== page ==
Therefore, based on the information above, for a loan modification granted during the COVID 19 pandemic, NOT to be considered a TDR, the borrower is considered current if they are less 30 days past due on their contractual payments at the time a modification program is implemented. In addition, a borrower is current on the existing loan either individually (or as part of a program for creditworthy borrowers) who are experiencing short term financial or operational problem as a result of COVID-19.

So, for a loan modification to NOT be considered a TDR based on the interagency statement, it meets the following requirements:

  • The modification is in response to the National Emergency (COVID-19)
  • Payments at the time the modification program is implemented, are current
  • The modification is short term (six months or less).

If the debt doesn’t meet these requirements or is related to a principal or interest deferral then you need to conduct an analysis using ASC Subtopic 310-40.

Past Due Reporting

Do Not report loans deferrals granted as a result of the COVID-19 pandemic as past due. Why? The interagency statement provided that because a loan’s payment date is governed by the due date stipulated in the legal agreement. If there is an agreed upon payment deferral by the financial institution, then there may be no contractual payments being past due. Therefore, they are not considered past due during the period of deferral.

Should these loans be reported as non-accrual assets?

It is likely that the loans deferred as per the issued statement guidance should not be reported as non-accrual assets in regulatory reports. However, Call Report instructions, as well as your credit union’s internal accounting policies, should be consulted to assist in determining non-accrual status for regulatory reporting purposes.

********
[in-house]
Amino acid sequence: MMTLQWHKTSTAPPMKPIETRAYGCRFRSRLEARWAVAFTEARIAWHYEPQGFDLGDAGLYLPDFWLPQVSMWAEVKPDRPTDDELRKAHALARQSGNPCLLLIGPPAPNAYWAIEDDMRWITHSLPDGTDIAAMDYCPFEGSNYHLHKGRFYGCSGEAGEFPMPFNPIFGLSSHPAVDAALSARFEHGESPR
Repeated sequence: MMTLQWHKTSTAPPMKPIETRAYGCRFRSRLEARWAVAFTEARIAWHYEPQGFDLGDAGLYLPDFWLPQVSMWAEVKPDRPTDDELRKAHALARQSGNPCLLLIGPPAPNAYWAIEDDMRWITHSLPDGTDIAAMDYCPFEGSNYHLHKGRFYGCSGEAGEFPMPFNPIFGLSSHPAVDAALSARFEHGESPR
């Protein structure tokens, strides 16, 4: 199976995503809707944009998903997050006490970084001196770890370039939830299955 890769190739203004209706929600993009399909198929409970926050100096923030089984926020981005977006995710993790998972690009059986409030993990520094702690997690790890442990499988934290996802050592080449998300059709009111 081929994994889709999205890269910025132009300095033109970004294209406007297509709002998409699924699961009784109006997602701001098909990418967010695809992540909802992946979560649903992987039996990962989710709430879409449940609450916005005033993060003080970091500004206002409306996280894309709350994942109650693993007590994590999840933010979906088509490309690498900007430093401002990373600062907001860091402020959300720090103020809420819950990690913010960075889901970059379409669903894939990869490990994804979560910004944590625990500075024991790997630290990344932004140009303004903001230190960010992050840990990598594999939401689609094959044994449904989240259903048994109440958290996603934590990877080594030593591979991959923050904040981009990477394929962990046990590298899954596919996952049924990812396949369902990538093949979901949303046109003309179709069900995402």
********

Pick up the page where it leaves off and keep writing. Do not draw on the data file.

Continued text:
As for charge-offs, time will tell. Time will provide more indication to you as to if a specific loan will not be repaid. Credit unions should consult NCUA Letter to Credit Unions 03-CU-01 for more information.

Question of the Week

Q. Can we require that loan payments be made via recurring transfers from the member’s account to the loan or require direct deposit?

A. No. Regulation E specifically prohibits lenders conditioning a loan approval based on required electronic funds transfer. You can motivate the member to set up automatic payments with different programs, like lowering the APR for example, but you cannot require the automatic electronic payments as a condition of the loan.


12 CFR 1005.10(e)
Regulation E – Official Staff Interpretations

Legal Briefs

National Credit Union Administration (NCUA)

Federal Agencies Share Principles for Offering Responsible Small-Dollar Loans
The NCUA, along with the other federal financial institution regulators, issued a joint agency statement on principles for offering small-dollar loans in a responsible manner to meet financial institution customers’ short-term credit needs.